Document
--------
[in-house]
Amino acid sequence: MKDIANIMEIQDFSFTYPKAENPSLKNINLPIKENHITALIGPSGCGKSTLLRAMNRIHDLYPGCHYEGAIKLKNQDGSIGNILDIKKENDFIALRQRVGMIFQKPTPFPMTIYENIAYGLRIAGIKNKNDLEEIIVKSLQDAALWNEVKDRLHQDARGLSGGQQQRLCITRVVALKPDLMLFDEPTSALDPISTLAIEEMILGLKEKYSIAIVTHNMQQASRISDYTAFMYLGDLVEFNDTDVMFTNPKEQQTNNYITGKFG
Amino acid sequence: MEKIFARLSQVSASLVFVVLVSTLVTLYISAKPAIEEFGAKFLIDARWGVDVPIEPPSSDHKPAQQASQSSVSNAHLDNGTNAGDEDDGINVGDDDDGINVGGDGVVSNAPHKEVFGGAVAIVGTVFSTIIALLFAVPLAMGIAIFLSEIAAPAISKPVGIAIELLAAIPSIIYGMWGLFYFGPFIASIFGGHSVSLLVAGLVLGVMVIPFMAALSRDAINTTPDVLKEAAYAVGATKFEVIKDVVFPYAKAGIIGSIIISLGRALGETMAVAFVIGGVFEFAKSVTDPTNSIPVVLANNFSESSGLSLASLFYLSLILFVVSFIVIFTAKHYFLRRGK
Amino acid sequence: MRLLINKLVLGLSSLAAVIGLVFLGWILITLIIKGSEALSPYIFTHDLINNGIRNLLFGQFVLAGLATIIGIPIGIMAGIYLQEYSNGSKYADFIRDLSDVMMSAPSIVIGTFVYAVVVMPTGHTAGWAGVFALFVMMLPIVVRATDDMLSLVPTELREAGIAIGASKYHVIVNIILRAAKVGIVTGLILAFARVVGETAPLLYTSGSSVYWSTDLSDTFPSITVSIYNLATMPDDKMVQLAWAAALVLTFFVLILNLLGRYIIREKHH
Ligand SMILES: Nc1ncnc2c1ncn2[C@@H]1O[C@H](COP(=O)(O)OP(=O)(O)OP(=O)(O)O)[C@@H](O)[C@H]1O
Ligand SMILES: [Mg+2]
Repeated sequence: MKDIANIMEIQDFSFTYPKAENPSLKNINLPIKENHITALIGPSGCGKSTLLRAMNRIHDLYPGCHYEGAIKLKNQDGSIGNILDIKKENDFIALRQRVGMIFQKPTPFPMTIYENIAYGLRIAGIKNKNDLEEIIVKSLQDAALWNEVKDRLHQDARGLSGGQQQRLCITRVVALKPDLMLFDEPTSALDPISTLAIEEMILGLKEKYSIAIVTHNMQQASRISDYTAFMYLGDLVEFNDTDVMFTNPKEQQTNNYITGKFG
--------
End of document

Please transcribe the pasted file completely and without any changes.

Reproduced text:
[in-house]
Amino acid sequence: MKDIANIMEIQDFSFTYPKAENPSLKNINLPIKENHITALIGPSGCGKSTLLRAMNRIHDLYPGCHYEGAIKLKNQDGSIGNILDIKKENDFIALRQRVGMIFQKPTPFPMTIYENIAYGLRIAGIKNKNDLEEIIVKSLQDAALWNEVKDRLHQDARGLSGGQQQRLCITRVVALKPDLMLFDEPTSALDPISTLAIEEMILGLKEKYSIAIVTHNMQQASRISDYTAFMYLGDLVEFNDTDVMFTNPKEQQTNNYITGKFG
Amino acid sequence: MEKIFARLSQVSASLVFVVLVSTLVTLYISAKPAIEEFGAKFLIDARWGVDVPIEPPSSDHKPAQQASQSSVSNAHLDNGTNAGDEDDGINVGDDDDGINVGGDGVVSNAPHKEVFGGAVAIVGTVFSTIIALLFAVPLAMGIAIFLSEIAAPAISKPVGIAIELLAAIPSIIYGMWGLFYFGPFIASIFGGHSVSLLVAGLVLGVMVIPFMAALSRDAINTTPDVLKEAAYAVGATKFEVIKDVVFPYAKAGIIGSIIISLGRALGETMAVAFVIGGVFEFAKSVTDPTNSIPVVLANNFSESSGLSLASLFYLSLILFVVSFIVIFTAKHYFLRRGK
Amino acid sequence: MRLLINKLVLGLSSLAAVIGLVFLGWILITLIIKGSEALSPYIFTHDLINNGIRNLLFGQFVLAGLATIIGIPIGIMAGIYLQEYSNGSKYADFIRDLSDVMMSAPSIVIGTFVYAVVVMPTGHTAGWAGVFALFVMMLPIVVRATDDMLSLVPTELREAGIAIGASKYHVIVNIILRAAKVGIVTGLILAFARVVGETAPLLYTSGSSVYWSTDLSDTFPSITVSIYNLATMPDDKMVQLAWAAALVLTFFVLILNLLGRYIIREKHH
Ligand SMILES: Nc1ncnc2c1ncn2[C@@H]1O[C@H](COP(=O)(O)OP(=O)(O)OP(=O)(O)O)[C@@H](O)[C@H]1O
Ligand SMILES: [Mg+2]
Repeated sequence: MKDIANIMEIQDFSFTYPKAENPSLKNINLPIKENHITALIGPSGCGKSTLLRAMNRIHDLYPGCHYEGAIKLKNQDGSIGNILDIKKENDFIALRQRVGMIFQKPTPFPMTIYENIAYGLRIAGIKNKNDLEEIIVKSLQDAALWNEVKDRLHQDARGLSGGQQQRLCITRVVALKPDLMLFDEPTSALDPISTLAIEEMILGLKEKYSIAIVTHNMQQASRISDYTAFMYLGDLVEFNDTDVMFTNPKEQQTNNYITGKFG